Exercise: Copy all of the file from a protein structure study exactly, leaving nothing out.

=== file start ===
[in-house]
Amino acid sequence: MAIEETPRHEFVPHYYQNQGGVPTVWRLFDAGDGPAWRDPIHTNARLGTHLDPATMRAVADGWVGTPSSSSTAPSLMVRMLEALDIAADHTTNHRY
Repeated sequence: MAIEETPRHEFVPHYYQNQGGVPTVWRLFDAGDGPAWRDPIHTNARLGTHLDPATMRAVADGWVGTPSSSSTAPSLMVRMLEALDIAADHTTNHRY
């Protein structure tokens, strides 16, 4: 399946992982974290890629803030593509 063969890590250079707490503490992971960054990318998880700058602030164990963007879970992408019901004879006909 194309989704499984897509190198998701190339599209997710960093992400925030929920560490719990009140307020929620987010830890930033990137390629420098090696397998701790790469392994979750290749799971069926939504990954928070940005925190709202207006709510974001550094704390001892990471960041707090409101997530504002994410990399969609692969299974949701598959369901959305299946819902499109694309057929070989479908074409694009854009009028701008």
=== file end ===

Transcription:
[in-house]
Amino acid sequence: MAIEETPRHEFVPHYYQNQGGVPTVWRLFDAGDGPAWRDPIHTNARLGTHLDPATMRAVADGWVGTPSSSSTAPSLMVRMLEALDIAADHTTNHRY
Repeated sequence: MAIEETPRHEFVPHYYQNQGGVPTVWRLFDAGDGPAWRDPIHTNARLGTHLDPATMRAVADGWVGTPSSSSTAPSLMVRMLEALDIAADHTTNHRY
């Protein structure tokens, strides 16, 4: 399946992982974290890629803030593509 063969890590250079707490503490992971960054990318998880700058602030164990963007879970992408019901004879006909 194309989704499984897509190198998701190339599209997710960093992400925030929920560490719990009140307020929620987010830890930033990137390629420098090696397998701790790469392994979750290749799971069926939504990954928070940005925190709202207006709510974001550094704390001892990471960041707090409101997530504002994410990399969609692969299974949701598959369901959305299946819902499109694309057929070989479908074409694009854009009028701008």